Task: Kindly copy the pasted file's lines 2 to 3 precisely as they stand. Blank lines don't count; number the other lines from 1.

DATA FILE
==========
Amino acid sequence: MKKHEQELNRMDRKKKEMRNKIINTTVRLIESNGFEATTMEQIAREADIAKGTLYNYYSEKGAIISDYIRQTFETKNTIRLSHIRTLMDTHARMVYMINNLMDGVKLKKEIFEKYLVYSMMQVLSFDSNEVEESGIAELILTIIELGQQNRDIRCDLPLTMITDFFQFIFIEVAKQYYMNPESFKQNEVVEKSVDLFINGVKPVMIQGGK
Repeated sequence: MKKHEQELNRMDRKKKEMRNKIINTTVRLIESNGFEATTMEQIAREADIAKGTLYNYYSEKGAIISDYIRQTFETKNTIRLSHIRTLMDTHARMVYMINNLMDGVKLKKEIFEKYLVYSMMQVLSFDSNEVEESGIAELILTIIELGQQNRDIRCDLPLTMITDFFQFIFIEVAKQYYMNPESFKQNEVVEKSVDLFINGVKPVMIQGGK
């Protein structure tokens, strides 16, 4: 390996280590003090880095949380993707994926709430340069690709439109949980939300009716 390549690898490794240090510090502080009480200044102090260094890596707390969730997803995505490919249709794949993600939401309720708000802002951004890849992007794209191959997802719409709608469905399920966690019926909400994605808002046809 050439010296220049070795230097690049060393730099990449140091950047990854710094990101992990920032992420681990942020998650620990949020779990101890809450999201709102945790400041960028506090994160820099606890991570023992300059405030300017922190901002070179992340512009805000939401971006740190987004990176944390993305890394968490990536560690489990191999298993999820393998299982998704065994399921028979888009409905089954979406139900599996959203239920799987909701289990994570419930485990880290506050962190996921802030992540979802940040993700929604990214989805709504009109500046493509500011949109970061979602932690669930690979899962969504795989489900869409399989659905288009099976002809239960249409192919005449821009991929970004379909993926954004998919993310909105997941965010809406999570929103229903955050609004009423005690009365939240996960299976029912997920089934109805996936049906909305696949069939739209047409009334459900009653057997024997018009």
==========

Repeated sequence: MKKHEQELNRMDRKKKEMRNKIINTTVRLIESNGFEATTMEQIAREADIAKGTLYNYYSEKGAIISDYIRQTFETKNTIRLSHIRTLMDTHARMVYMINNLMDGVKLKKEIFEKYLVYSMMQVLSFDSNEVEESGIAELILTIIELGQQNRDIRCDLPLTMITDFFQFIFIEVAKQYYMNPESFKQNEVVEKSVDLFINGVKPVMIQGGK
């Protein structure tokens, strides 16, 4: 390996280590003090880095949380993707994926709430340069690709439109949980939300009716 390549690898490794240090510090502080009480200044102090260094890596707390969730997803995505490919249709794949993600939401309720708000802002951004890849992007794209191959997802719409709608469905399920966690019926909400994605808002046809 050439010296220049070795230097690049060393730099990449140091950047990854710094990101992990920032992420681990942020998650620990949020779990101890809450999201709102945790400041960028506090994160820099606890991570023992300059405030300017922190901002070179992340512009805000939401971006740190987004990176944390993305890394968490990536560690489990191999298993999820393998299982998704065994399921028979888009409905089954979406139900599996959203239920799987909701289990994570419930485990880290506050962190996921802030992540979802940040993700929604990214989805709504009109500046493509500011949109970061979602932690669930690979899962969504795989489900869409399989659905288009099976002809239960249409192919005449821009991929970004379909993926954004998919993310909105997941965010809406999570929103229903955050609004009423005690009365939240996960299976029912997920089934109805996936049906909305696949069939739209047409009334459900009653057997024997018009």